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Trust and Reciprocity in the Investment Game with Indirect Reward

  • Werner Güth

    (Max Planck Institute for Research into Economic Systems, Strategic Interaction Unit, Jena, Germany)

  • Manfred Königstein

    (Humboldt University at Berlin, Institute for Economic Theory III, Berlin, Germany)

  • Nadège Marchand

    (CIRANO - Center for Interuniversity Research and Analysis on Organizations, Montréal, Québec, Canada)

  • Klaus Nehring

    (Dept. of Economics, University of California, Davis, One Shields Avenue, CA, USA)

Experimental studies have shown that trust and reciprocity are effective in increasing efficiency when complete contracting is infeasible. One example is the study by Berg et al. (1995) of the investment game. In this game the person who receives the investment is the one who may reward the investor. This is a direct reward game. Similar to Dufwenberg et al. (2001) we investigate to what extent trust and reward are still observable when reward is indirect; i.e., when the investor may only be rewarded by a third person who did receive his investment. Furthermore, we investigate the influence of social comparison (information about other players' investments) Our main finding is that indirect reward significantly reduces mutual cooperation.

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Article provided by Institute of SocioEconomics in its journal Homo Oeconomicus.

Volume (Year): 18 (2001)
Issue (Month): ()
Pages: 241-262

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Handle: RePEc:hom:homoec:v:18:y:2001:p:241-262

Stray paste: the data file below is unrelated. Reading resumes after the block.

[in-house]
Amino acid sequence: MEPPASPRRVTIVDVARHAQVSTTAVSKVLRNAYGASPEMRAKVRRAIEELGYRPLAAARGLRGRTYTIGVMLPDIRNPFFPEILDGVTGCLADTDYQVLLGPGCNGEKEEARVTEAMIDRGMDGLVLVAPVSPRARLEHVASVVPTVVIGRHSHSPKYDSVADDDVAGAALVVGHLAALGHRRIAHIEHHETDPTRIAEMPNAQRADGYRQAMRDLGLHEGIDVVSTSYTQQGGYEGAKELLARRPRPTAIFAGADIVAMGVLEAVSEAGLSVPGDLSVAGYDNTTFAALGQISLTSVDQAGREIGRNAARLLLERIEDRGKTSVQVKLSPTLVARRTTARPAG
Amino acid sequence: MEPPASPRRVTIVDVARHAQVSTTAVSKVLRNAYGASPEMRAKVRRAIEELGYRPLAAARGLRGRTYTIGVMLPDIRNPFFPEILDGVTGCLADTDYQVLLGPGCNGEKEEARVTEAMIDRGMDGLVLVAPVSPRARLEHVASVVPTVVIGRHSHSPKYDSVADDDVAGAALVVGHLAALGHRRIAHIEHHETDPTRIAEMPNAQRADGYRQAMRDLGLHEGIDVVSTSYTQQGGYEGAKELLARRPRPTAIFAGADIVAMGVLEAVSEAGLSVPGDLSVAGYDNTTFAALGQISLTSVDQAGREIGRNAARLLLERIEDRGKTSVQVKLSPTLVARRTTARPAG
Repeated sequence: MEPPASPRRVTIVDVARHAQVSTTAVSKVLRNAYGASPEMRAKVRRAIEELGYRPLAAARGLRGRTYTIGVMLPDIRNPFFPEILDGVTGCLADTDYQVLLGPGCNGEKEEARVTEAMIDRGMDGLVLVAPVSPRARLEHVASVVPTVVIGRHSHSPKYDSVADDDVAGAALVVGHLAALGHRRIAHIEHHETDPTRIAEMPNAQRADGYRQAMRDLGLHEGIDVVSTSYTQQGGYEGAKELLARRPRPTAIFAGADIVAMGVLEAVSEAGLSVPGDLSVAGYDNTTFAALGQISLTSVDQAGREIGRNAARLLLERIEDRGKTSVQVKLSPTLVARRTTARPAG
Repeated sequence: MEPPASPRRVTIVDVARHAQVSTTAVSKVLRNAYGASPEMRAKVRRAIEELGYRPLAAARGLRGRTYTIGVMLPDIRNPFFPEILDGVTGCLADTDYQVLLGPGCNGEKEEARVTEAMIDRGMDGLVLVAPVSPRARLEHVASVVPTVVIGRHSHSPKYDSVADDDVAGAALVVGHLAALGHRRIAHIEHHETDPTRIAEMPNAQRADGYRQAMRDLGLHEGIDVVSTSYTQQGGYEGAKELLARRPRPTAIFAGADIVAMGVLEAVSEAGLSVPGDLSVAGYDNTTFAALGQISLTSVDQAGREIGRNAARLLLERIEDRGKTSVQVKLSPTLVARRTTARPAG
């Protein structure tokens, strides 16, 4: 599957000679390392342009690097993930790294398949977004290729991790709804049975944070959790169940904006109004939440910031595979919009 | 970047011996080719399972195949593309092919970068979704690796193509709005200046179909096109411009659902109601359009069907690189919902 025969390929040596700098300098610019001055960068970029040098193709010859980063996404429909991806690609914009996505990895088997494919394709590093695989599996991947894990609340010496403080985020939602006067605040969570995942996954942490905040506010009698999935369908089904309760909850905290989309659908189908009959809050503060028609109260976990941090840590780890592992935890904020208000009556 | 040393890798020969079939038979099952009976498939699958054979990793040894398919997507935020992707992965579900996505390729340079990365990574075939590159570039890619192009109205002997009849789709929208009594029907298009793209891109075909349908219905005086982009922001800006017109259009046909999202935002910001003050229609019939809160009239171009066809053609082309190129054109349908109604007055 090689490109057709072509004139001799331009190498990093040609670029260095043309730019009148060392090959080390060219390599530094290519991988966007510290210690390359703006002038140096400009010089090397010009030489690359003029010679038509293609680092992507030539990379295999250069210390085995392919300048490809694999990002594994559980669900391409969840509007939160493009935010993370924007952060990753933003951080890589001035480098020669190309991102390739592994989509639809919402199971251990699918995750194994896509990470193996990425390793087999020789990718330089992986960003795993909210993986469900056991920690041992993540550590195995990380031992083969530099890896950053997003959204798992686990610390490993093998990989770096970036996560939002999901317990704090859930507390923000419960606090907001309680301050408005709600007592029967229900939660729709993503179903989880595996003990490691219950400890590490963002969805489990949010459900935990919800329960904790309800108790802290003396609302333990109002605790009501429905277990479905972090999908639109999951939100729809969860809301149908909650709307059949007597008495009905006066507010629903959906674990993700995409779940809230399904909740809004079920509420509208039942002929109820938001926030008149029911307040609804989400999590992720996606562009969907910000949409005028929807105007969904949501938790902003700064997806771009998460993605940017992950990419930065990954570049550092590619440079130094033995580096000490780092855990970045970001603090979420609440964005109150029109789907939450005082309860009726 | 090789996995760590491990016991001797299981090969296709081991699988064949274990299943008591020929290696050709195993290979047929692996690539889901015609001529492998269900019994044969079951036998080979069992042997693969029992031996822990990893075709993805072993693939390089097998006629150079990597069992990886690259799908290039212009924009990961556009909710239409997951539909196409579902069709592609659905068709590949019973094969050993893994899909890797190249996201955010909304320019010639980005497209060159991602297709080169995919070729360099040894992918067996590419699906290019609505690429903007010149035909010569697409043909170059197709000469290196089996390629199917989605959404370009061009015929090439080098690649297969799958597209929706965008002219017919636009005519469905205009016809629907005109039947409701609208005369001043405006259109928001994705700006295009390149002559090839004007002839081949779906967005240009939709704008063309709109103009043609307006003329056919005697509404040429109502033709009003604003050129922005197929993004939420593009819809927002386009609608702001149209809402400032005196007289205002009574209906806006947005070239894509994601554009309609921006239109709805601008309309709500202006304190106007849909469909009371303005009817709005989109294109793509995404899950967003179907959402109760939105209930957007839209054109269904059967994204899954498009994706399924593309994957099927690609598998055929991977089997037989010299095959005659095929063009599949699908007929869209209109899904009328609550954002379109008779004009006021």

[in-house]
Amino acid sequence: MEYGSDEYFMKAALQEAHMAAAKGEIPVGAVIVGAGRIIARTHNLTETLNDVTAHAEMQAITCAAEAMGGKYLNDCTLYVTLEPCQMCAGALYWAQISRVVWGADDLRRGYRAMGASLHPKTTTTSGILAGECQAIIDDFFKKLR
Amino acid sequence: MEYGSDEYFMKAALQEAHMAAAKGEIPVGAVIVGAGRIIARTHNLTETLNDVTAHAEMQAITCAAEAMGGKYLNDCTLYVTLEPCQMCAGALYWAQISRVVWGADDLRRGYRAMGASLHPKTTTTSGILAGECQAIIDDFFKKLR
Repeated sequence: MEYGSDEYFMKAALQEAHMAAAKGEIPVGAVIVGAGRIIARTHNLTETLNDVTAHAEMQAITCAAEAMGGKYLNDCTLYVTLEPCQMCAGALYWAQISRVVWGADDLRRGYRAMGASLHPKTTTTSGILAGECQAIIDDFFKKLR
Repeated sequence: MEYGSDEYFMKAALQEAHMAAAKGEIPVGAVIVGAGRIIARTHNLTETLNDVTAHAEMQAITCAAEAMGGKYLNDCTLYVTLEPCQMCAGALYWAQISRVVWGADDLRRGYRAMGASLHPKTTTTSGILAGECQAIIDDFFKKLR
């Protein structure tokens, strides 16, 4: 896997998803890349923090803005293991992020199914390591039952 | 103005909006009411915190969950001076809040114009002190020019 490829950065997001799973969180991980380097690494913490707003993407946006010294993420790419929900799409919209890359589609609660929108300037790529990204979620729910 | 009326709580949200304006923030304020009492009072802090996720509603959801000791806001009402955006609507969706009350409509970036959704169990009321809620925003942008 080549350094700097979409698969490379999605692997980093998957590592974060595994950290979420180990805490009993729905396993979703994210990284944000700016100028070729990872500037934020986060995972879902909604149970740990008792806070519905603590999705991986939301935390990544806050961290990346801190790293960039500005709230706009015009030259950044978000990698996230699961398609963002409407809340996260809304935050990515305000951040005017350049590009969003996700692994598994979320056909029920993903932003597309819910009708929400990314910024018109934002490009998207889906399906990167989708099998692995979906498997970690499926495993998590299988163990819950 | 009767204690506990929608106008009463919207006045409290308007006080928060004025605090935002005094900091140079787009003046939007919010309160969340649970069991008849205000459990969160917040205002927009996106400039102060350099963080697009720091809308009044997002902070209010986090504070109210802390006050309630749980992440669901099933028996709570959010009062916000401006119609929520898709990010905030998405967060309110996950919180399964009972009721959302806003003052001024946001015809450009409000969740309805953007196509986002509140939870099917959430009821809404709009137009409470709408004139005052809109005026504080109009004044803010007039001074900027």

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  1. Willinger, Marc & Keser, Claudia & Lohmann, Christopher & Usunier, Jean-Claude, 2003. "A comparison of trust and reciprocity between France and Germany: Experimental investigation based on the investment game," Journal of Economic Psychology, Elsevier, vol. 24(4), pages 447-466, August.
  2. Robert H. Frank & Thomas Gilovich & Dennis T. Regan, 1993. "Does Studying Economics Inhibit Cooperation?," Journal of Economic Perspectives, American Economic Association, vol. 7(2), pages 159-171, Spring.
  3. Matthew Rabin., 1992. "Incorporating Fairness into Game Theory and Economics," Economics Working Papers 92-199, University of California at Berkeley.
  4. Berg Joyce & Dickhaut John & McCabe Kevin, 1995. "Trust, Reciprocity, and Social History," Games and Economic Behavior, Elsevier, vol. 10(1), pages 122-142, July.
  5. Axel Ockenfels & Gary E. Bolton, 2000. "ERC: A Theory of Equity, Reciprocity, and Competition," American Economic Review, American Economic Association, vol. 90(1), pages 166-193, March.
  6. Werner Güth & Wolfgang Klose & Manfred Königstein & Joachim Schwalbach, 1998. "An experimental study of a dynamic principal-agent relationship," Managerial and Decision Economics, John Wiley & Sons, Ltd., vol. 19(4-5), pages 327-341.
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